Though prices of photovoltaic (PV) panels have been dropping like a stone the past few years, they still aren't cheap. Part of the reason for that is that a few of the semiconducting ingredients used in making the newer generation of thin-film solar cells are somewhat rare. The tellurium in cadmium telluride thin-film cells is about as rare as platinum, and the indium and gallium used in copper indium gallium selenide (CIGS) PV cells aren't exactly thick on the ground either. In order for PV panels to become cheap enough to shingle your roof with them, scientists are going to have to find a way to build them out of elements that are far more common.
According to Caltech physicist Harry Atwater, that work is well underway.
Atwater gave a presentation this week at the 244th National Meeting & Exposition of the American Chemical Society (ACS) in Philadelphia in which he unveiled some startling advances in efficiency in solar cells made out of what he calls "earth-abundant" materials. These more abundant materials are cheaper and less likely to become the subject of politically restricted markets, as has happened with the Chinese rare earths industry.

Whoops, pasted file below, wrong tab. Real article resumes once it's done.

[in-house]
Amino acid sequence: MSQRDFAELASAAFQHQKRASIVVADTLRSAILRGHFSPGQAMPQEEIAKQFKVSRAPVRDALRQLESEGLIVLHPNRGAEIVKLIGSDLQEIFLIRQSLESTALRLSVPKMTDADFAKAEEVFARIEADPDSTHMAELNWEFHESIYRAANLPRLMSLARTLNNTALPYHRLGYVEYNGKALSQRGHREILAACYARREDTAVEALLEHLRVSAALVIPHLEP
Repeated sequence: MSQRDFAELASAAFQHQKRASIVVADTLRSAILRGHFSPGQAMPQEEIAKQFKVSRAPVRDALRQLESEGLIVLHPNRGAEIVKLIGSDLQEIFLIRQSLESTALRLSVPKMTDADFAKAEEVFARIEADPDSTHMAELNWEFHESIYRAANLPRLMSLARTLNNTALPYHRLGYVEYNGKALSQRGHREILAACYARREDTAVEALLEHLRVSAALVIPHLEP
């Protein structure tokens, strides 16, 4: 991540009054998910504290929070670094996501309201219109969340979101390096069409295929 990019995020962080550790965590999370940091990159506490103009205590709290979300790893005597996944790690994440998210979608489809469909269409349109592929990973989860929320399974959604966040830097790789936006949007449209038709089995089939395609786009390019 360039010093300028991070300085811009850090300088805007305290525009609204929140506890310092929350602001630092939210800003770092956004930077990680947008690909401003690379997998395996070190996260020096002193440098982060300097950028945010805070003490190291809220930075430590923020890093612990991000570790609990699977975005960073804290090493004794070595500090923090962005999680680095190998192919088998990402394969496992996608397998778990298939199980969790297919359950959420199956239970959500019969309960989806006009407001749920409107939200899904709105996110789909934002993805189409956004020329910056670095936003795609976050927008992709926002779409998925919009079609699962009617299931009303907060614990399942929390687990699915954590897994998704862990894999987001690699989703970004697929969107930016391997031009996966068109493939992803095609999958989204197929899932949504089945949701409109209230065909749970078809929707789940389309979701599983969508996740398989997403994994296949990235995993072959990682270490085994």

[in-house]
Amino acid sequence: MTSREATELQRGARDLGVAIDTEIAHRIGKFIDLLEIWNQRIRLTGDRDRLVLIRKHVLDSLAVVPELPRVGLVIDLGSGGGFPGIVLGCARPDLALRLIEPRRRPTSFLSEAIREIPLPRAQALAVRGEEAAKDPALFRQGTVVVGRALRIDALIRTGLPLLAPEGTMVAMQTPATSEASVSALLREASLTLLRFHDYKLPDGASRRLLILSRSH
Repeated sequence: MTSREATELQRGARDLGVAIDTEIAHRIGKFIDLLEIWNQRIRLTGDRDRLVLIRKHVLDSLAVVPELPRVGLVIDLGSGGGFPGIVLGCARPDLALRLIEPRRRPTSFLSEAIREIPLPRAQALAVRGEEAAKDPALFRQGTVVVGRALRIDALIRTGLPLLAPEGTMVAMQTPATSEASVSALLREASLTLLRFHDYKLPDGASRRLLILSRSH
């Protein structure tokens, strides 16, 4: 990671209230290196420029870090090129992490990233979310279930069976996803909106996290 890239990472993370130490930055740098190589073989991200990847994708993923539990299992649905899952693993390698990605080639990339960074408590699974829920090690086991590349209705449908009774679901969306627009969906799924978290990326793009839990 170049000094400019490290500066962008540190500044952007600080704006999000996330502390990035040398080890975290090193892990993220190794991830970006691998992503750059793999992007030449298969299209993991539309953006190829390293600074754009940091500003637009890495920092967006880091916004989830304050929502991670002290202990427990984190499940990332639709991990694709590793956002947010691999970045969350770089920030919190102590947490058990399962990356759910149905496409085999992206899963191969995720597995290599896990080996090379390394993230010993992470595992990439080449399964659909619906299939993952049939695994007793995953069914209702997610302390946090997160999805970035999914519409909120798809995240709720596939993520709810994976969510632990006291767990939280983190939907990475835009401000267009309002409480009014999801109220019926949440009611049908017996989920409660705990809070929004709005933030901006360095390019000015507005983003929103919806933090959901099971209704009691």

Speaking at the ACS meeting with Dow Chemical physicist James C. Stevens, Atwater described advances in photovoltaic cells relying on zinc phosphide and copper oxide as semiconductors. Both substances have been examined for their PV potential for decades, and both have stymied efforts to use them to generate power due to very low efficiency, converting around 1% of the solar energy that hits them to electricity. But advances in fabrication technology, including nanotechnological techniques, have allowed increases in that efficiency; in theory, copper oxide and zinc phosphide semiconductors ought to be able to reach between 8%-12% efficiency, not much lower than current commercially available cadmium telluride solar cells.
Atwater expects that advances in designing photovoltaic cells with earth-abundant elements will bring the cost of their power down to parity with coal-fired power within 20 years. "Sustainability involves developing technology that can be productive over the long-term, using resources in ways that meet today's needs without jeopardizing the ability of future generations to meet their needs," Atwater said. "That's exactly what we are doing with these new solar-energy conversion devices."
"The United States alone has about 69 billion square feet of appropriate residential rooftops that could be generating electricity from the sun," added Stevens, who worked on Dow's development team for its PowerHouse Solar Shingle, introduced last October . "The sunlight falling on those roofs could generate at least 50 percent of the nation's electricity, and some estimates put that number closer to 100 percent. With earth-abundant technology, that energy could be harvested, at an enormous benefit to consumers and the environment."